Mobile money has over the years revolutionized the way we interact and spend our money. It all started as way to transfer money but over the years it has burgeoned into a hub for all things finances – from paying bills, getting loans to even managing your bank accounts from the comfort of one’s devices.
At the forefront of such innovations are usually big and smaller players in the telecoms sector. One such player is Cellulant, a digital company specialising in mobile payments that last year quietly launched a new panafrican payment platform aptly dubbed Mula that promises to simplify the way we pay and manage your bills.
Update Nov 2019: Cellulant has rebranded Mula into Tingg.
What does Mula do?
|Mula by Cellulant|
Mula is a payment platform that allows you to pay and manage your bills for various services. It’s available in a couple of african countries inlcuding Kenya. Currently the services it caters for in Kenya include utility bills such as KPLC (postpaid and buying of tokens for prepaid customers), Nairobi Water, Nairobi (NCC) Parking Fees, DSTV, GOtv and StarTimes.
They however promise to add more in the future. Mula also makes it possible for you to buy airtime for free for Safaricom, Airtel or Telkom numbers. Yes, that’s right – for free, across all networks.
How does Mula work?
The Mula service is accessible through its Android app, website or the USSD code *369#. You therefore don’t require a smartphone or an internet enabled phone to access the service. That said, the app is more preferable as it comes with more options and is much easier to navigate.
Now for Mula to do what it does, it provides you with a means through which you can access your money to pay your bills and buy airtime. The only available payment options at the time of this writing are M-PESA, Airtel Money and MasterCard/Visa while on the app and M-PESA only while using USSD or the website.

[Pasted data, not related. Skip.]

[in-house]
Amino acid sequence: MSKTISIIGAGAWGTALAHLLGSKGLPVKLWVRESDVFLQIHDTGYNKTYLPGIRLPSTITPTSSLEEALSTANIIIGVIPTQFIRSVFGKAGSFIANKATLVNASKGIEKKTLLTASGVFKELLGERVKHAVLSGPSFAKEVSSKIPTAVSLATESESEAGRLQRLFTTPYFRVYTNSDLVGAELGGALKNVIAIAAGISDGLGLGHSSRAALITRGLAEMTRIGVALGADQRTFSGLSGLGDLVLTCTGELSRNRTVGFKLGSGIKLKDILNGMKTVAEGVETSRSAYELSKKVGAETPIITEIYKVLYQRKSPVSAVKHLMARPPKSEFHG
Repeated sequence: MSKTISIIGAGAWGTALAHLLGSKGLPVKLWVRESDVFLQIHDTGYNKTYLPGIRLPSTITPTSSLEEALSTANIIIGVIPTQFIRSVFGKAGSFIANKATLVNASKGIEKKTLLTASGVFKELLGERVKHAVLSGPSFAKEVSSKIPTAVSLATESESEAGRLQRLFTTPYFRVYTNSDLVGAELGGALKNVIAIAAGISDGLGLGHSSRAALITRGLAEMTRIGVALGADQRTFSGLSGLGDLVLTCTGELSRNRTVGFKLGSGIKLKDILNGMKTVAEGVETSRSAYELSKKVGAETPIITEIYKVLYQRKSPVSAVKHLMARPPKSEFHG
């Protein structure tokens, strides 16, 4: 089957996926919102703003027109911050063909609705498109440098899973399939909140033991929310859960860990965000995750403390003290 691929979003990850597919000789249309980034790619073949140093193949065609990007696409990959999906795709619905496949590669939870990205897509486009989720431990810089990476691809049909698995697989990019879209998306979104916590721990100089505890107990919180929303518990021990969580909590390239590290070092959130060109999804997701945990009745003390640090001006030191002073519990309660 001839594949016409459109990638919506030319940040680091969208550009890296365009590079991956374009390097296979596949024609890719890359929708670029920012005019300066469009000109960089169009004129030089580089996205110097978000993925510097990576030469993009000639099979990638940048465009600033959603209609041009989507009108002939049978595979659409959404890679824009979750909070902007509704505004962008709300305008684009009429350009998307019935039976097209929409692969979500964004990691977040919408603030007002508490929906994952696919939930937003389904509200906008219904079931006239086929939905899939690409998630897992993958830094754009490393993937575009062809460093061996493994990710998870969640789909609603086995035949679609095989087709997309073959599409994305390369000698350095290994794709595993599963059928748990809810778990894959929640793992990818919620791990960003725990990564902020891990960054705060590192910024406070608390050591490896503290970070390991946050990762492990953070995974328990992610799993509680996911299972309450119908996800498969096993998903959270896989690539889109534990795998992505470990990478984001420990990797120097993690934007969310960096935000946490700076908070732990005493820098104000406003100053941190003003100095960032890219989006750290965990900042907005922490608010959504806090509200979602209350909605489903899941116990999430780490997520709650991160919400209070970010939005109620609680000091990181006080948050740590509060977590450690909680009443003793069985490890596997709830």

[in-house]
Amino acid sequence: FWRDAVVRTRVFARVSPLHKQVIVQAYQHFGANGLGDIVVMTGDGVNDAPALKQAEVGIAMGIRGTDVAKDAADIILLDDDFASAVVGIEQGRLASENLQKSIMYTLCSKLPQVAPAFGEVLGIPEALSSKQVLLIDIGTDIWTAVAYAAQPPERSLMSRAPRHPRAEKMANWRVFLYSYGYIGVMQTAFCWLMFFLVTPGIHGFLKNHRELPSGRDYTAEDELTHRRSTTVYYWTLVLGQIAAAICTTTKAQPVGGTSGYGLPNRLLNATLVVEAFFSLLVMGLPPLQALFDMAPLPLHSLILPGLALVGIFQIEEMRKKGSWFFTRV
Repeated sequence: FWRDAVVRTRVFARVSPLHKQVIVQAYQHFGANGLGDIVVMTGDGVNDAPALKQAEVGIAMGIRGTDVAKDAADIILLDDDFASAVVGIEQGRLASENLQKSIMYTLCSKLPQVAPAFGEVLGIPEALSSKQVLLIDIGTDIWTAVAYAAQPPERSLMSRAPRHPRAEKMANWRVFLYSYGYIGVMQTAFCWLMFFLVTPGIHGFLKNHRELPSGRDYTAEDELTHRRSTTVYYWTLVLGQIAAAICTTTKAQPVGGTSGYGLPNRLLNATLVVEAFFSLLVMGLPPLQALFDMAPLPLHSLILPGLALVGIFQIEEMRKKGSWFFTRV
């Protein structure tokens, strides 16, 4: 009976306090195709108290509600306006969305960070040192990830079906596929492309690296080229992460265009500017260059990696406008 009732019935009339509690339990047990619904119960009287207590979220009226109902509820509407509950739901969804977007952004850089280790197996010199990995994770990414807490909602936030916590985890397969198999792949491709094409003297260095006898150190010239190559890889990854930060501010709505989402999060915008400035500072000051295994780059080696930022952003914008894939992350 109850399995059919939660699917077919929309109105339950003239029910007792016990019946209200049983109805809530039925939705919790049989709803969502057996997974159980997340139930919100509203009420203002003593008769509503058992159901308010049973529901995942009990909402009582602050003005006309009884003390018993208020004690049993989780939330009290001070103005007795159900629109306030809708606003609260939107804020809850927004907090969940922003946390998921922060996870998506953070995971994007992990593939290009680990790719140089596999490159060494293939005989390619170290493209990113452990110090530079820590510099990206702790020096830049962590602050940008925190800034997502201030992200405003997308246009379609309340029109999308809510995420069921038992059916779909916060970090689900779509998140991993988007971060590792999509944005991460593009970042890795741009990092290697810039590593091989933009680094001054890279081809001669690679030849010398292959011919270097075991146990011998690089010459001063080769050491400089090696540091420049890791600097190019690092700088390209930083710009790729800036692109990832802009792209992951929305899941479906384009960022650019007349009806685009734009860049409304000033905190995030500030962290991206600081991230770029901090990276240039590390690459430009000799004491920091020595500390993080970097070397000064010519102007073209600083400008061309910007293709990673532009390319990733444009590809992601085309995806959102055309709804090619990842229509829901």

T-Kash integration is underway and they’re in the process to bring other players on board such as Equitel, PesaLink and select banks which you can request on the app. This way the app will be able to access your bank account directly (in the same manner as your bank app) so that you can conveniently pay your utility bills with this money.
Let’s now take a brief look at these three Mula versions.
1. Mula – The App
When you first launch the Mula app (version 2.3.32) you’ll be prompted to enter your phone number so as to activate it. The activation is done via SMS much like how WhatsApp does it and the app detects the code automatically. This authenticates you for now but note, should you remove or the change SIM Card on your phone later on, you’ll be required to either verify again your number or to change the number before you can use the app.
|Activating your Phone Number|
After activating your phone number, Mula guides you through setting up of a profile though this can be skipped for later. If you go through the profile set up, Mula will automatically detect a compatible utility service that is already linked to your number. You can link a service or choose to decline it.
In my case I was pleasantly surprised when it detected my old postpaid KPLC account number and name. However, I had to decline the linking since I’ve long since moved from where I used to live then not to mention the last time I was there they had already switched to prepaid.
|Auto-detected KPLC Account|
Next you’ll be prompted to select the payment options you would like to be accessible in Mula. M-PESA, Airtel Money and MasterCard/Visa are selected by default. The rest include select banks (Diamond Trust Bank, KCB, Co-operative, Stanbic, Barclays, Standard Charted, NIC, I&M, National Bank, Family, Faulu, CBA and Bank of Africa) which you would like to be integrated as payments options in the future. If your bank is available in the list, you can select it to be notified once it’s made available as a payment option.